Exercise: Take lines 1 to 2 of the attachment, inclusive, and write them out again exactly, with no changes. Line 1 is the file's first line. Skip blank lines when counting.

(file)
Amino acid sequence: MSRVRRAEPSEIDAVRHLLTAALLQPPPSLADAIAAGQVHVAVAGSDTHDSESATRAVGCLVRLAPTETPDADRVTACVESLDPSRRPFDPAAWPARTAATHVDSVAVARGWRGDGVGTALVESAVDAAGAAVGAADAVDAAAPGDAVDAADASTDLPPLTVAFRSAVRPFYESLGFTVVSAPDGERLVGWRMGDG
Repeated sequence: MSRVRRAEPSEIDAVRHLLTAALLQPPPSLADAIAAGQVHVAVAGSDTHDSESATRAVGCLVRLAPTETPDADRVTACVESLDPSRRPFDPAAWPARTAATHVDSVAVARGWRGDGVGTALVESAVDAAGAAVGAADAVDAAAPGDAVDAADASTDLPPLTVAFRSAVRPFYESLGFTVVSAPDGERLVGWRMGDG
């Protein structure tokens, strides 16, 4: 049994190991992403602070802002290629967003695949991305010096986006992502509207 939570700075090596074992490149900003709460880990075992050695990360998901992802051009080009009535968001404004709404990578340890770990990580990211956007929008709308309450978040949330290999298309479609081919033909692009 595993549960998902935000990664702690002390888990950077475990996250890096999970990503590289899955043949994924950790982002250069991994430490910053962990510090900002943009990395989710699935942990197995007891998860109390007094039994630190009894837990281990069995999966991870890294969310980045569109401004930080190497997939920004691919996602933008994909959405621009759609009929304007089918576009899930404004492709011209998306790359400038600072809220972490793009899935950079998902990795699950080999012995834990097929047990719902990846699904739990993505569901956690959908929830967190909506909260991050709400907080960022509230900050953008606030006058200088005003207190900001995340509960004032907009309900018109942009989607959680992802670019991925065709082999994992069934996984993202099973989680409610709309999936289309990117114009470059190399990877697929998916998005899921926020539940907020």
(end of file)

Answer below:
Amino acid sequence: MSRVRRAEPSEIDAVRHLLTAALLQPPPSLADAIAAGQVHVAVAGSDTHDSESATRAVGCLVRLAPTETPDADRVTACVESLDPSRRPFDPAAWPARTAATHVDSVAVARGWRGDGVGTALVESAVDAAGAAVGAADAVDAAAPGDAVDAADASTDLPPLTVAFRSAVRPFYESLGFTVVSAPDGERLVGWRMGDG
Repeated sequence: MSRVRRAEPSEIDAVRHLLTAALLQPPPSLADAIAAGQVHVAVAGSDTHDSESATRAVGCLVRLAPTETPDADRVTACVESLDPSRRPFDPAAWPARTAATHVDSVAVARGWRGDGVGTALVESAVDAAGAAVGAADAVDAAAPGDAVDAADASTDLPPLTVAFRSAVRPFYESLGFTVVSAPDGERLVGWRMGDG